It is so ordered.





In an opinion issued contemporaneously with this order, we have explained why no disciplinary action is warranted as to counsel for appellees Shannon & Luchs and Laura Astiz (hereinafter collectively referred to as Shannon & Luchs). We also stated that we were in error in our prior opinion in this case, set forth at 809 F.2d 918 (D.C.Cir.1987), in indicating that Shannon & Luchs was not in fact an appellee.


Accordingly, it is hereby ORDERED, by this court, that our previous opinion, reported at 809 F.2d 918, is modified as follows:


1. In the carryover paragraph at the top of page 924 of 809 F.2d, the following sentences shall be deleted:


"Nor was any appeal taken by the Association from that dismissal. There was thus no foundation in law or fact for Shannon & Luchs to participate as a party in the present appeal."


2. In the last sentence of the carryover paragraph at the top of page 924 of 809 F.2d, the following words shall be deleted: "legal basis or."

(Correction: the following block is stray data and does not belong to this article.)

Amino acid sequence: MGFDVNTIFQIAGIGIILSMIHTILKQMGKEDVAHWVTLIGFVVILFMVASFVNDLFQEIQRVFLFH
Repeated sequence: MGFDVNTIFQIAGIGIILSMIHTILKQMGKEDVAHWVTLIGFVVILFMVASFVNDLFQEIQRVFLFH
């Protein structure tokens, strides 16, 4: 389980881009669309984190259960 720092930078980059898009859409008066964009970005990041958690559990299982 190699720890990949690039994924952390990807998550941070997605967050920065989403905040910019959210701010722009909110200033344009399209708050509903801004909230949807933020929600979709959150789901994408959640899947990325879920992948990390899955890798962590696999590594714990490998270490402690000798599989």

3. In footnote six (6) on page 924 of 809 F.2d, the last sentence, which reads as follows, shall be deleted:


"Having chosen to do neither, Shannon & Luchs cannot impose itself upon this court, save obviously, as amicus curiae."


In a separate order, filed contemporaneously with this opinion, we have sanctioned appellant's counsel for the filing of a frivolous motion seeking to intervene in this proceeding. The two disciplinary proceedings, however, are distinct and present different issues